6B. So, Christians do seek revenge when they are directed to do so in God’s Word. But it’s only as a congregation acting in concert to root out sinful practices that threaten the well-being of the entire congregation that Christians should be involved in getting revenge. It’s never to fulfill a personal desire to get even or to pay someone back.
3A. Finally, MAN’S DESIRE FOR REVENGE
1B. Of course, we find the wicked man’s desire for revenge first mentioned in Genesis 4, in connection with Lamech. And we will return to that episode during this morning’s sermon. But there are several other mentions made of revenge that I would like to draw your attention to.
2B. Solomon predicted revenge in Proverbs 6.32-34 as a jealous reaction to adultery. If a man discovers that his wife has committed adultery he will be provoked by jealous rage, we read, and “will not spare in the day of vengeance.” In other words, it is likely that a husband so wronged will try to get revenge in one way or the other if he ever gets the chance.
3B. Ezekiel chapter 25 predicts God’s revenge against both the Edomites and the Philistines. The reason? They both were provoked by the desire for revenge to attack God’s covenant people. God’s response for laying hands on His people? Ezekiel 25.17: “And I will execute great vengeance upon them with furious rebukes; and they shall know that I am the LORD, when I shall lay my vengeance upon them.” Their revenge against the Jews resulted in God’s revenge against them.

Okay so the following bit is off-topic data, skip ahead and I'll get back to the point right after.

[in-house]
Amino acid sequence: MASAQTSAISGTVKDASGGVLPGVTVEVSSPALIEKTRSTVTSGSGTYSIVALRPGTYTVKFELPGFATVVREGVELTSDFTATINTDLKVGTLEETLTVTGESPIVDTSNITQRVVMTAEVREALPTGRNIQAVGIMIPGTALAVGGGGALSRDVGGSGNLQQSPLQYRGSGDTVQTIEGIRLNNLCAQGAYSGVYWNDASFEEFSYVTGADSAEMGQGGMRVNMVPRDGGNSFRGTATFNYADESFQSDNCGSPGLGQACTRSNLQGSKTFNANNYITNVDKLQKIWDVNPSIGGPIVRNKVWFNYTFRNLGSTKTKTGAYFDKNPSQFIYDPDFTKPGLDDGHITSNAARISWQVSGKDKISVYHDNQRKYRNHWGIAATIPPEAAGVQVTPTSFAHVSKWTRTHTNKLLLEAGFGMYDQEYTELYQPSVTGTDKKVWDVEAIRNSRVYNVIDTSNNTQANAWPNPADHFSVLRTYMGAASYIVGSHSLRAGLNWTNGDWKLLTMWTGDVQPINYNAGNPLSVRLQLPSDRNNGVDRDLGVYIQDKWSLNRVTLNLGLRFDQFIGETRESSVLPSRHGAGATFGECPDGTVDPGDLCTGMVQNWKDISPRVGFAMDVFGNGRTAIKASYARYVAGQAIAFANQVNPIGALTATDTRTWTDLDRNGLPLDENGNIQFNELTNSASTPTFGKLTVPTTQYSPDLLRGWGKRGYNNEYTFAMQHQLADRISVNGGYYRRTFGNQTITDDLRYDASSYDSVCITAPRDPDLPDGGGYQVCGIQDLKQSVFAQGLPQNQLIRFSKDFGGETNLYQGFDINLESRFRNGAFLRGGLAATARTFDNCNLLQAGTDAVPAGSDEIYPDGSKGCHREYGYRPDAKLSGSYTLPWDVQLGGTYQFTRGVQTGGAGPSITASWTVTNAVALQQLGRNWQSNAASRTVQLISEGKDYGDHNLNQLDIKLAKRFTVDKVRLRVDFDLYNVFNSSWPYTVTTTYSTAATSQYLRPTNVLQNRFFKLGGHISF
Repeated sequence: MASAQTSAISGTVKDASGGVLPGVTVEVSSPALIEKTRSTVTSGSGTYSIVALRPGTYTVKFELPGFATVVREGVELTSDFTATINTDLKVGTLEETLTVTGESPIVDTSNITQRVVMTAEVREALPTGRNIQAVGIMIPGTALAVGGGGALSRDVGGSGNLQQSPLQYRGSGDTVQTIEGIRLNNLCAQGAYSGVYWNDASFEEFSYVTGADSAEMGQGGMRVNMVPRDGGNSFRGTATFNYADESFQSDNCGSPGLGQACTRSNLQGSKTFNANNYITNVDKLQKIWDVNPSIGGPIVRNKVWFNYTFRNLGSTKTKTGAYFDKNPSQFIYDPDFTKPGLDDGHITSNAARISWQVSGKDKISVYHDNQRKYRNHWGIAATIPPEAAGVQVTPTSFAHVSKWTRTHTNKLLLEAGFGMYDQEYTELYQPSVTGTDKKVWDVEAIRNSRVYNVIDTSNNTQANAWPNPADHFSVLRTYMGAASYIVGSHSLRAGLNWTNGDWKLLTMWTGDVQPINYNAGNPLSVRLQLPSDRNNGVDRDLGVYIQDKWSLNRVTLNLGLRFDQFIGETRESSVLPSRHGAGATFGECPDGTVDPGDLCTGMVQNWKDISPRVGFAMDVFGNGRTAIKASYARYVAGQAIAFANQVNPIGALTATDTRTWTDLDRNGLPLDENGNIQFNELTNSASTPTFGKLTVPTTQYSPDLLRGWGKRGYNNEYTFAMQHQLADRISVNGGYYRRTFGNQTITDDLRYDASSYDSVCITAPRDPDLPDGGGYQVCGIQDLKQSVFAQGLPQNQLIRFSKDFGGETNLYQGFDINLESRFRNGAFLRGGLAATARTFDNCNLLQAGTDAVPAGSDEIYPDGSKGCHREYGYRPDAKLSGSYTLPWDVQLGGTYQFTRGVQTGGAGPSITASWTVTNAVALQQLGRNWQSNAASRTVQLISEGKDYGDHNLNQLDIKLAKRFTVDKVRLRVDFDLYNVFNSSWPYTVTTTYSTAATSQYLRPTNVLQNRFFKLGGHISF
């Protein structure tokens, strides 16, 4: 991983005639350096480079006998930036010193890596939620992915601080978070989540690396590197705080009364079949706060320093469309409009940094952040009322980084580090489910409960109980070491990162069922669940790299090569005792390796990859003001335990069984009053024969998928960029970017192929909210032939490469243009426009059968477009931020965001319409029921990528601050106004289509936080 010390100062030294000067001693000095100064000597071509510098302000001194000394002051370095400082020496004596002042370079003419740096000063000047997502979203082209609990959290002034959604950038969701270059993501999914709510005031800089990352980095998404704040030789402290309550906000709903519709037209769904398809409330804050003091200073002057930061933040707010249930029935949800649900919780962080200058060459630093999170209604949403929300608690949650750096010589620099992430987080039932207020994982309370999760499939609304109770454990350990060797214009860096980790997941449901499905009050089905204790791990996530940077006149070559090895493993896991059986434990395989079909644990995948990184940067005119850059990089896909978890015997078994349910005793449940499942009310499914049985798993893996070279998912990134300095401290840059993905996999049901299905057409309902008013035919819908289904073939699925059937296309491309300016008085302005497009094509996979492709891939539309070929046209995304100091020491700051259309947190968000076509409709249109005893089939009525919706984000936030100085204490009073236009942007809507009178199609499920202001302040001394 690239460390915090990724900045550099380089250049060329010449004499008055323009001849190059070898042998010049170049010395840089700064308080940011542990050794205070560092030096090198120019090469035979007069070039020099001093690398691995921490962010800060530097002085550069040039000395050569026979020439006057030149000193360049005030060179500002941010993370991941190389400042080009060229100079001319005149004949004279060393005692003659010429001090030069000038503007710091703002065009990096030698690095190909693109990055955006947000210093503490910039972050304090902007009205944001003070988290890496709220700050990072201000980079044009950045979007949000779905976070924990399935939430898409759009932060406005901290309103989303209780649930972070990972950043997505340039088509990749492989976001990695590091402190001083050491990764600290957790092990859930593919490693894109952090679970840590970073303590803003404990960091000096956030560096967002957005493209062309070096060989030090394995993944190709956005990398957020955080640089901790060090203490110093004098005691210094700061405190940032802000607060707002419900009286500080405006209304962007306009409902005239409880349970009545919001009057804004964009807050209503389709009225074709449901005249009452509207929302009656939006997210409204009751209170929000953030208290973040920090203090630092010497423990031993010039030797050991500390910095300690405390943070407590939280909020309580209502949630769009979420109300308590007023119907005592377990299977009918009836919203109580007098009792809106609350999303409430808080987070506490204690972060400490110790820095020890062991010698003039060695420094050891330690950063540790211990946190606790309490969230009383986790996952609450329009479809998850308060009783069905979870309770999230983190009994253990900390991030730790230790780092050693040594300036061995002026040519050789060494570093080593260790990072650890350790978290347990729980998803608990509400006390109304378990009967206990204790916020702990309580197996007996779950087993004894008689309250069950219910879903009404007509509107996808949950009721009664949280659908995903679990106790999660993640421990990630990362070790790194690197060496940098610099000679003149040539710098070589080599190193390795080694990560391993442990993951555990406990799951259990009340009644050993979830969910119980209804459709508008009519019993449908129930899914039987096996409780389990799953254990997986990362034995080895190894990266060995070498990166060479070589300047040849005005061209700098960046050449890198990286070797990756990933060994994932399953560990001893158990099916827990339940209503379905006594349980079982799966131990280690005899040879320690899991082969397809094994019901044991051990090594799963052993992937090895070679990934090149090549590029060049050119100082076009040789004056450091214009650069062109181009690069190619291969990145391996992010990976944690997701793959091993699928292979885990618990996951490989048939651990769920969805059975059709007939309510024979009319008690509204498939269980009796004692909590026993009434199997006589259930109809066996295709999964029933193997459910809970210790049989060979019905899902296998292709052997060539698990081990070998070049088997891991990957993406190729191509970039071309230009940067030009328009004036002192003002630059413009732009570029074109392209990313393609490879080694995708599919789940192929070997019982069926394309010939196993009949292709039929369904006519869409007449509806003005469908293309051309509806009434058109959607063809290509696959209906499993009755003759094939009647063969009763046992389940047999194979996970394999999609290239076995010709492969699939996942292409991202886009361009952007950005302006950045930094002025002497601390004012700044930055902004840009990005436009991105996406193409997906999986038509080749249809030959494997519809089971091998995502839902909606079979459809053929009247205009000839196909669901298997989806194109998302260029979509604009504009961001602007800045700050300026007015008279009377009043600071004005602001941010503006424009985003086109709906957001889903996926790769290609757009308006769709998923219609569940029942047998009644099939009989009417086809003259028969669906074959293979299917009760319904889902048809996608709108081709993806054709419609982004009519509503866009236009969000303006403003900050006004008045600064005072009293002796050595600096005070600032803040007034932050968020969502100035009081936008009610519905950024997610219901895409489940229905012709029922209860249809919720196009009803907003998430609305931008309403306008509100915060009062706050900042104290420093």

4B. Finally, in Acts 7.24, Stephen tells us why Moses was provoked to kill the Egyptian: “And seeing one of them suffer wrong, he defended him, and avenged him that was oppressed, and smote the Egyptian.” Moses was seeking revenge because the Egyptian had done a fellow Jew wrong.
1. The great majority of the references in God’s Word to vengeance and revenge describe God punishing wicked men for committing various sorts of sins against Him. And when God gets revenge the result is usually death and Hell for that individual or that nation.
2. Generally speaking, God forbids vengeance by people against other people. But the two exceptions to this rule are when governments punish law breakers and when Churches punish unrepentant sinners. And the word “punish” is the correct word to use, because revenge has nothing to do with chastisement. Chastisement seeks to correct future behavior, while revenge results in punishment for past behavior.
3. Think about this: In Scripture we see nothing about a government correcting the future behavior of a law breaker, only punishment. And when an offense serious enough for excommunication to be considered has been committed by a Church member, once the opportunities to repent and make restitution are exhausted, the revenge sought by the Church is not for the purpose of changing that person’s behavior, but for the purpose of removing that person from the congregation.